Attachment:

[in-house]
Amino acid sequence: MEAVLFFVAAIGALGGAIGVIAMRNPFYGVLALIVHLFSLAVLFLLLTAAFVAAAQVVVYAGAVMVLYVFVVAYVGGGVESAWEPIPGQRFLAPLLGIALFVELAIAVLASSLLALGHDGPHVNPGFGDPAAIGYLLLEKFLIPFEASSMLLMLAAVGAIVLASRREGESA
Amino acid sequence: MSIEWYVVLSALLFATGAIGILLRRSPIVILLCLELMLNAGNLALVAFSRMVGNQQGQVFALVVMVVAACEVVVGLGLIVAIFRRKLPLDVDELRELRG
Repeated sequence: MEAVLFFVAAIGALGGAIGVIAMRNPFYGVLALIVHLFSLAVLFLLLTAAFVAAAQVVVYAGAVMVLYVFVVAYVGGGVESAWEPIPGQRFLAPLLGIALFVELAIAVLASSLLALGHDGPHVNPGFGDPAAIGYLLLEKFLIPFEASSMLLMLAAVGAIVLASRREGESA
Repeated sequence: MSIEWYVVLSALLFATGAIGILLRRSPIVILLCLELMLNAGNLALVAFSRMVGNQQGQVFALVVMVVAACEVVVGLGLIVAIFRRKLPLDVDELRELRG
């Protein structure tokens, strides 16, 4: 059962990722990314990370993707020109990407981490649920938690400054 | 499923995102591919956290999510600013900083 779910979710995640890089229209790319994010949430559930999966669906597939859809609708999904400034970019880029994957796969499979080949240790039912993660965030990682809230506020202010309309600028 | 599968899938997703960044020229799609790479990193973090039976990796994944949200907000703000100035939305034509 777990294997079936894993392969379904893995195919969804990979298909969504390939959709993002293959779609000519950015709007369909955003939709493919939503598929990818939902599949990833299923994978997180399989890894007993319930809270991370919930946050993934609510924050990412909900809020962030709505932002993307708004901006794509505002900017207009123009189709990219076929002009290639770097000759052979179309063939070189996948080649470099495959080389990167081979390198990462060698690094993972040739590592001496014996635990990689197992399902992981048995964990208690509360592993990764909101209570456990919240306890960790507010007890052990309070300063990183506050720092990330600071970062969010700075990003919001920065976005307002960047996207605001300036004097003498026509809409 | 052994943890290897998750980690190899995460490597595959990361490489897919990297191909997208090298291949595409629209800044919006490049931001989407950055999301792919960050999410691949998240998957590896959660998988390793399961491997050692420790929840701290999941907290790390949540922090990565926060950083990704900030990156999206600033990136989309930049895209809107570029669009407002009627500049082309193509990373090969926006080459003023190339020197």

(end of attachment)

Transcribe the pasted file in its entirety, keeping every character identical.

[in-house]
Amino acid sequence: MEAVLFFVAAIGALGGAIGVIAMRNPFYGVLALIVHLFSLAVLFLLLTAAFVAAAQVVVYAGAVMVLYVFVVAYVGGGVESAWEPIPGQRFLAPLLGIALFVELAIAVLASSLLALGHDGPHVNPGFGDPAAIGYLLLEKFLIPFEASSMLLMLAAVGAIVLASRREGESA
Amino acid sequence: MSIEWYVVLSALLFATGAIGILLRRSPIVILLCLELMLNAGNLALVAFSRMVGNQQGQVFALVVMVVAACEVVVGLGLIVAIFRRKLPLDVDELRELRG
Repeated sequence: MEAVLFFVAAIGALGGAIGVIAMRNPFYGVLALIVHLFSLAVLFLLLTAAFVAAAQVVVYAGAVMVLYVFVVAYVGGGVESAWEPIPGQRFLAPLLGIALFVELAIAVLASSLLALGHDGPHVNPGFGDPAAIGYLLLEKFLIPFEASSMLLMLAAVGAIVLASRREGESA
Repeated sequence: MSIEWYVVLSALLFATGAIGILLRRSPIVILLCLELMLNAGNLALVAFSRMVGNQQGQVFALVVMVVAACEVVVGLGLIVAIFRRKLPLDVDELRELRG
């Protein structure tokens, strides 16, 4: 059962990722990314990370993707020109990407981490649920938690400054 | 499923995102591919956290999510600013900083 779910979710995640890089229209790319994010949430559930999966669906597939859809609708999904400034970019880029994957796969499979080949240790039912993660965030990682809230506020202010309309600028 | 599968899938997703960044020229799609790479990193973090039976990796994944949200907000703000100035939305034509 777990294997079936894993392969379904893995195919969804990979298909969504390939959709993002293959779609000519950015709007369909955003939709493919939503598929990818939902599949990833299923994978997180399989890894007993319930809270991370919930946050993934609510924050990412909900809020962030709505932002993307708004901006794509505002900017207009123009189709990219076929002009290639770097000759052979179309063939070189996948080649470099495959080389990167081979390198990462060698690094993972040739590592001496014996635990990689197992399902992981048995964990208690509360592993990764909101209570456990919240306890960790507010007890052990309070300063990183506050720092990330600071970062969010700075990003919001920065976005307002960047996207605001300036004097003498026509809409 | 052994943890290897998750980690190899995460490597595959990361490489897919990297191909997208090298291949595409629209800044919006490049931001989407950055999301792919960050999410691949998240998957590896959660998988390793399961491997050692420790929840701290999941907290790390949540922090990565926060950083990704900030990156999206600033990136989309930049895209809107570029669009407002009627500049082309193509990373090969926006080459003023190339020197």